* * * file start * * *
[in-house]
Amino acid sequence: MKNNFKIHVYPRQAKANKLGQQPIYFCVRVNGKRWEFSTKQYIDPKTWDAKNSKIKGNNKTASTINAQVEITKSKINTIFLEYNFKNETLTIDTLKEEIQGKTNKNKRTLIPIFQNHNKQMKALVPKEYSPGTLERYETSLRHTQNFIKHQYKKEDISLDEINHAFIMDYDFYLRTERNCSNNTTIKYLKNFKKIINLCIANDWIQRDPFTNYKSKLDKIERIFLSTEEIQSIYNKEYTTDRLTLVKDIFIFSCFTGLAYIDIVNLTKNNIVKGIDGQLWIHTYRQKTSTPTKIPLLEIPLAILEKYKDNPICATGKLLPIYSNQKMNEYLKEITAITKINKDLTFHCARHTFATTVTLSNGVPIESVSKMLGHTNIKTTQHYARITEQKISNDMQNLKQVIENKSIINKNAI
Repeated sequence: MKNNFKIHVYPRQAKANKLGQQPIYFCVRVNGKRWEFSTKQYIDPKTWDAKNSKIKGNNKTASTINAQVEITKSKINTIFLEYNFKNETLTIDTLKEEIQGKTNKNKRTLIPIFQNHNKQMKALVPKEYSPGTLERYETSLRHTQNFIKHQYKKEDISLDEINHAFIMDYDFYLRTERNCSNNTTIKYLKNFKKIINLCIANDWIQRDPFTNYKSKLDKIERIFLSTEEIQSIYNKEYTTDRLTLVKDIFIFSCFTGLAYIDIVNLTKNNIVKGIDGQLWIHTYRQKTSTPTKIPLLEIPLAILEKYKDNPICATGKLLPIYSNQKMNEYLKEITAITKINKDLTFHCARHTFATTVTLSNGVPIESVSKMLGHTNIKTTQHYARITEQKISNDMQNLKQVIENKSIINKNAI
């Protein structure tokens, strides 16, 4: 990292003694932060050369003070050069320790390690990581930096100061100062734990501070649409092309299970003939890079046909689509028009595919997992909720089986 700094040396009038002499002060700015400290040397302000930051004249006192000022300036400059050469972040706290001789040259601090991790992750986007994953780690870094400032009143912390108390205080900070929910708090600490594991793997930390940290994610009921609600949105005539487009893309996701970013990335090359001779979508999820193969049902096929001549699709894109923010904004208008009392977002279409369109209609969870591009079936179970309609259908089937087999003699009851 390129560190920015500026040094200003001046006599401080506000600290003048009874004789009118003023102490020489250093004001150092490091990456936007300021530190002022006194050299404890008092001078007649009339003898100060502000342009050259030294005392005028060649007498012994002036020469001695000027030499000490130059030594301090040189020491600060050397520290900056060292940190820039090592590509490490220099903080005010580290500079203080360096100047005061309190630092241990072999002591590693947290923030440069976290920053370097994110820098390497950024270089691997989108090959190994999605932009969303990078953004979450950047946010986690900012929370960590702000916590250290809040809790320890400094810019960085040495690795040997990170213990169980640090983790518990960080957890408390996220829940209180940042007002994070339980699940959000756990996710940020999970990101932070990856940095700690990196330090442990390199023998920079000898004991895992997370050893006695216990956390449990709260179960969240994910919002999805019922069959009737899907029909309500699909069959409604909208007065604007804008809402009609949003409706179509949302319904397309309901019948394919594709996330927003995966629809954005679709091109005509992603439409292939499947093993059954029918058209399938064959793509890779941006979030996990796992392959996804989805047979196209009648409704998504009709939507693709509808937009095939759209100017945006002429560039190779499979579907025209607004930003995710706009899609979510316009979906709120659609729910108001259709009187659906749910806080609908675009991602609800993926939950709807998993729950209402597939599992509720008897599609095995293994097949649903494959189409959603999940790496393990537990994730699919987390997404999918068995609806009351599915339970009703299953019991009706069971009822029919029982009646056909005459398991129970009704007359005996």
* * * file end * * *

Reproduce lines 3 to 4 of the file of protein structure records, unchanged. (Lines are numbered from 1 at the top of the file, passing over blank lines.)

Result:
Repeated sequence: MKNNFKIHVYPRQAKANKLGQQPIYFCVRVNGKRWEFSTKQYIDPKTWDAKNSKIKGNNKTASTINAQVEITKSKINTIFLEYNFKNETLTIDTLKEEIQGKTNKNKRTLIPIFQNHNKQMKALVPKEYSPGTLERYETSLRHTQNFIKHQYKKEDISLDEINHAFIMDYDFYLRTERNCSNNTTIKYLKNFKKIINLCIANDWIQRDPFTNYKSKLDKIERIFLSTEEIQSIYNKEYTTDRLTLVKDIFIFSCFTGLAYIDIVNLTKNNIVKGIDGQLWIHTYRQKTSTPTKIPLLEIPLAILEKYKDNPICATGKLLPIYSNQKMNEYLKEITAITKINKDLTFHCARHTFATTVTLSNGVPIESVSKMLGHTNIKTTQHYARITEQKISNDMQNLKQVIENKSIINKNAI
């Protein structure tokens, strides 16, 4: 990292003694932060050369003070050069320790390690990581930096100061100062734990501070649409092309299970003939890079046909689509028009595919997992909720089986 700094040396009038002499002060700015400290040397302000930051004249006192000022300036400059050469972040706290001789040259601090991790992750986007994953780690870094400032009143912390108390205080900070929910708090600490594991793997930390940290994610009921609600949105005539487009893309996701970013990335090359001779979508999820193969049902096929001549699709894109923010904004208008009392977002279409369109209609969870591009079936179970309609259908089937087999003699009851 390129560190920015500026040094200003001046006599401080506000600290003048009874004789009118003023102490020489250093004001150092490091990456936007300021530190002022006194050299404890008092001078007649009339003898100060502000342009050259030294005392005028060649007498012994002036020469001695000027030499000490130059030594301090040189020491600060050397520290900056060292940190820039090592590509490490220099903080005010580290500079203080360096100047005061309190630092241990072999002591590693947290923030440069976290920053370097994110820098390497950024270089691997989108090959190994999605932009969303990078953004979450950047946010986690900012929370960590702000916590250290809040809790320890400094810019960085040495690795040997990170213990169980640090983790518990960080957890408390996220829940209180940042007002994070339980699940959000756990996710940020999970990101932070990856940095700690990196330090442990390199023998920079000898004991895992997370050893006695216990956390449990709260179960969240994910919002999805019922069959009737899907029909309500699909069959409604909208007065604007804008809402009609949003409706179509949302319904397309309901019948394919594709996330927003995966629809954005679709091109005509992603439409292939499947093993059954029918058209399938064959793509890779941006979030996990796992392959996804989805047979196209009648409704998504009709939507693709509808937009095939759209100017945006002429560039190779499979579907025209607004930003995710706009899609979510316009979906709120659609729910108001259709009187659906749910806080609908675009991602609800993926939950709807998993729950209402597939599992509720008897599609095995293994097949649903494959189409959603999940790496393990537990994730699919987390997404999918068995609806009351599915339970009703299953019991009706069971009822029919029982009646056909005459398991129970009704007359005996």